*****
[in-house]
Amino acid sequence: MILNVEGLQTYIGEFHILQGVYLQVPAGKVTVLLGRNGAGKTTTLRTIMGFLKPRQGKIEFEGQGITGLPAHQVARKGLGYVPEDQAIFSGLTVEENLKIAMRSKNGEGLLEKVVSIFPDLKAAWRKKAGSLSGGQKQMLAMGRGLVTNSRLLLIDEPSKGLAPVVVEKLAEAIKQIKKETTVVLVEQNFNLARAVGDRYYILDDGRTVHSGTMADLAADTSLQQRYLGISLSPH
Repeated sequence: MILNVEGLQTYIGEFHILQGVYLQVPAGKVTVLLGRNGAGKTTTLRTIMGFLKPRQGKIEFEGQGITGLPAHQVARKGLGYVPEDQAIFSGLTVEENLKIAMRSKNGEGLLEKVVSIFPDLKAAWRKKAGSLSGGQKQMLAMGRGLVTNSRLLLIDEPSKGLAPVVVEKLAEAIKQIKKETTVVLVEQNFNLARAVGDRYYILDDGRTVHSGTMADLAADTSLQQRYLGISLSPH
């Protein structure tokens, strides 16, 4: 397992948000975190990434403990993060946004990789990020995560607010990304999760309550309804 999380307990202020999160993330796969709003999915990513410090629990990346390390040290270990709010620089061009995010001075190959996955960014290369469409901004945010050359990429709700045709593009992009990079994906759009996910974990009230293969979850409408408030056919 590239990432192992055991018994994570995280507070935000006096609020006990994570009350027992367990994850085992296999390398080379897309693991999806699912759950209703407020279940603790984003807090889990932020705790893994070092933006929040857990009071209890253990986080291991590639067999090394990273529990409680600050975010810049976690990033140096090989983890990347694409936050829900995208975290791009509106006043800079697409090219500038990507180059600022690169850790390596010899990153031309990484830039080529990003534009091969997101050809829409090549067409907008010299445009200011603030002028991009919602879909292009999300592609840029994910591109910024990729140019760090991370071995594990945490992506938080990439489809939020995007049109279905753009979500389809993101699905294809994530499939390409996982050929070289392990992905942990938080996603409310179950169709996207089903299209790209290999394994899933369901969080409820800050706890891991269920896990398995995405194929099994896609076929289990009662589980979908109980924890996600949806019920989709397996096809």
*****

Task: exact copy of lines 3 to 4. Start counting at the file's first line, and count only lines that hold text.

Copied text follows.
Repeated sequence: MILNVEGLQTYIGEFHILQGVYLQVPAGKVTVLLGRNGAGKTTTLRTIMGFLKPRQGKIEFEGQGITGLPAHQVARKGLGYVPEDQAIFSGLTVEENLKIAMRSKNGEGLLEKVVSIFPDLKAAWRKKAGSLSGGQKQMLAMGRGLVTNSRLLLIDEPSKGLAPVVVEKLAEAIKQIKKETTVVLVEQNFNLARAVGDRYYILDDGRTVHSGTMADLAADTSLQQRYLGISLSPH
């Protein structure tokens, strides 16, 4: 397992948000975190990434403990993060946004990789990020995560607010990304999760309550309804 999380307990202020999160993330796969709003999915990513410090629990990346390390040290270990709010620089061009995010001075190959996955960014290369469409901004945010050359990429709700045709593009992009990079994906759009996910974990009230293969979850409408408030056919 590239990432192992055991018994994570995280507070935000006096609020006990994570009350027992367990994850085992296999390398080379897309693991999806699912759950209703407020279940603790984003807090889990932020705790893994070092933006929040857990009071209890253990986080291991590639067999090394990273529990409680600050975010810049976690990033140096090989983890990347694409936050829900995208975290791009509106006043800079697409090219500038990507180059600022690169850790390596010899990153031309990484830039080529990003534009091969997101050809829409090549067409907008010299445009200011603030002028991009919602879909292009999300592609840029994910591109910024990729140019760090991370071995594990945490992506938080990439489809939020995007049109279905753009979500389809993101699905294809994530499939390409996982050929070289392990992905942990938080996603409310179950169709996207089903299209790209290999394994899933369901969080409820800050706890891991269920896990398995995405194929099994896609076929289990009662589980979908109980924890996600949806019920989709397996096809």